5. Add cream and 1/8 tsp nutmeg and cook until most of the cream is evaporated – about 2-3 minutes.
  6. Add tomatoes and stir in 1 tbsp oregano. Cook until tomatoes start to bubble, and turn heat to low. Cover and simmer for 2 hours, stirring occasionally.
  7. Serve over spaghetti or noodles of choice.

50This thing has made the rounds, and I hereby and now yoink it from the lovely Tiff. It’s a set of questions one is supposed to answer. Easy peasy, lemons are squeezy!

  1. When you looked at yourself in the mirror today, what was the first thing you thought? Meh (Hair is something I used to have, and there’s not much that can be done about it).
  2. How much cash do you have on you? None. Spent the last $7 on a binder for my work photos.
  3. What’s a word that rhymes with Door? Floor. Why does anyone want to know this? New to English, are we?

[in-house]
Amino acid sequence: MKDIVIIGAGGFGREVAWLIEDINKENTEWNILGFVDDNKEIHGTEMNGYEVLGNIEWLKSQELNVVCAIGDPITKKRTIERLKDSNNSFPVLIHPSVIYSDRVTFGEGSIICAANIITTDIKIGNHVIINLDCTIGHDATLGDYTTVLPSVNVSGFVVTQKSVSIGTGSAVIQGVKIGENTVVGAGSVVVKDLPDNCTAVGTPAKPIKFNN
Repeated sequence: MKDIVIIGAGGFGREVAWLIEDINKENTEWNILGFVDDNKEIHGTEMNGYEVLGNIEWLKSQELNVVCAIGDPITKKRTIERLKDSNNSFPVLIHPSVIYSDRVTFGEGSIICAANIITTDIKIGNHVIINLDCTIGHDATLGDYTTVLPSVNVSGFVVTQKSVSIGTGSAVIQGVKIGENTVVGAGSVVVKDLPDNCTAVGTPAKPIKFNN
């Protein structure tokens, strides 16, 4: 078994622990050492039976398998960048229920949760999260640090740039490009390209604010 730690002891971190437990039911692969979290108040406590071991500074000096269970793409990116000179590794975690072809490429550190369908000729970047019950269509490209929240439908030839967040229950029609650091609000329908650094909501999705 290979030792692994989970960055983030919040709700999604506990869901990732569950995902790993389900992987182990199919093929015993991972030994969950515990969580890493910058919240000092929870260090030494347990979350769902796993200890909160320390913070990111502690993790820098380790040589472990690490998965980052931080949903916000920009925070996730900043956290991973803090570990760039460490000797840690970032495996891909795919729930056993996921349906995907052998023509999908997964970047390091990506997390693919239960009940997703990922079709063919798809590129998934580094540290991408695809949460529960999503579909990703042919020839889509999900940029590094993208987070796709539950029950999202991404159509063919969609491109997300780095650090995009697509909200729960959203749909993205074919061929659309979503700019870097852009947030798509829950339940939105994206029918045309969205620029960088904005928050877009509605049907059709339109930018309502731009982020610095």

4. Favorite planet? Earth is good. I’ve always had a fondness for Saturn too.
  5. Who is the 4th person on your missed call list on your cell phone? An outfit for which I do some work.
  6. What is your favorite ring tone on your phone? I don’t have the one I really want, which is an old-fashioned kitchen phone with the bells… And the yip yip monsters.
  7. What shirt are you wearing? White tee shirt under my NYC hoodie – tres comfy
  8. Do you label yourself? Nope. Why would I?
  9. Name the brand of shoes you’re currently wearing? Airwalk. Very comfy.
  10. Bright or dark room? Depends on the use, but generally bright. Lots of daylight, please.